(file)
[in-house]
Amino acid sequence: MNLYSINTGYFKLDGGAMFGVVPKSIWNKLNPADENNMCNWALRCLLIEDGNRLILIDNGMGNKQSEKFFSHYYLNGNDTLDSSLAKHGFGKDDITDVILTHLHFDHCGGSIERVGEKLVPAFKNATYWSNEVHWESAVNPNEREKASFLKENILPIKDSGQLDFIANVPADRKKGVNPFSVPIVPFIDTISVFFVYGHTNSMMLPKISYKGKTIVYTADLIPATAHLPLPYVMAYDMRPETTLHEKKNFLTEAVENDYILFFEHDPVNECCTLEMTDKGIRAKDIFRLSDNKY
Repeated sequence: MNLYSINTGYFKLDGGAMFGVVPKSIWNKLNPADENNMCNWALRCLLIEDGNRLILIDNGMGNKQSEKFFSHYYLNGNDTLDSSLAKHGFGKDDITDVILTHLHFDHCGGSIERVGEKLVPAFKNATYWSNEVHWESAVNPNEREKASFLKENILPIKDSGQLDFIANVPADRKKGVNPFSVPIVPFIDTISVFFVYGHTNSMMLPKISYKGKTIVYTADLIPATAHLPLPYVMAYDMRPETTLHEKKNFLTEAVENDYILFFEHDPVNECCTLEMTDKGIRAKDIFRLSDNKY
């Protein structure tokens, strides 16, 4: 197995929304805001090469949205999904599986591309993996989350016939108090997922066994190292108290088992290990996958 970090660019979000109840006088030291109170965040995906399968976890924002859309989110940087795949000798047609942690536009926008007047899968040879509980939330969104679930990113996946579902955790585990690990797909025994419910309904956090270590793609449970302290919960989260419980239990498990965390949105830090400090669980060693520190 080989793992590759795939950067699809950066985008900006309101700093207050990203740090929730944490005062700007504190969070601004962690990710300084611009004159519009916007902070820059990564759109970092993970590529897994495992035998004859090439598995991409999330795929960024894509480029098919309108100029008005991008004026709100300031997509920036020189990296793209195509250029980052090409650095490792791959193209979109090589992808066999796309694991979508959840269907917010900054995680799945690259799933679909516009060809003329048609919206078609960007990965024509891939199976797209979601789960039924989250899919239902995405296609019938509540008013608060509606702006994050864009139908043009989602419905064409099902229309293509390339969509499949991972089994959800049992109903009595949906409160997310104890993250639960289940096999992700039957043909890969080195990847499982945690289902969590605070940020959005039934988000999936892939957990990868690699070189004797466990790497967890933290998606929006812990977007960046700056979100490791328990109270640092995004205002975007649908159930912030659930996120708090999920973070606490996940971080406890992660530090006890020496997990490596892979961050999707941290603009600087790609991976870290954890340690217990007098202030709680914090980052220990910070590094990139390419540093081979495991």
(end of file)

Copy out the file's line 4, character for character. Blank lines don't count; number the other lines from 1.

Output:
């Protein structure tokens, strides 16, 4: 197995929304805001090469949205999904599986591309993996989350016939108090997922066994190292108290088992290990996958 970090660019979000109840006088030291109170965040995906399968976890924002859309989110940087795949000798047609942690536009926008007047899968040879509980939330969104679930990113996946579902955790585990690990797909025994419910309904956090270590793609449970302290919960989260419980239990498990965390949105830090400090669980060693520190 080989793992590759795939950067699809950066985008900006309101700093207050990203740090929730944490005062700007504190969070601004962690990710300084611009004159519009916007902070820059990564759109970092993970590529897994495992035998004859090439598995991409999330795929960024894509480029098919309108100029008005991008004026709100300031997509920036020189990296793209195509250029980052090409650095490792791959193209979109090589992808066999796309694991979508959840269907917010900054995680799945690259799933679909516009060809003329048609919206078609960007990965024509891939199976797209979601789960039924989250899919239902995405296609019938509540008013608060509606702006994050864009139908043009989602419905064409099902229309293509390339969509499949991972089994959800049992109903009595949906409160997310104890993250639960289940096999992700039957043909890969080195990847499982945690289902969590605070940020959005039934988000999936892939957990990868690699070189004797466990790497967890933290998606929006812990977007960046700056979100490791328990109270640092995004205002975007649908159930912030659930996120708090999920973070606490996940971080406890992660530090006890020496997990490596892979961050999707941290603009600087790609991976870290954890340690217990007098202030709680914090980052220990910070590094990139390419540093081979495991």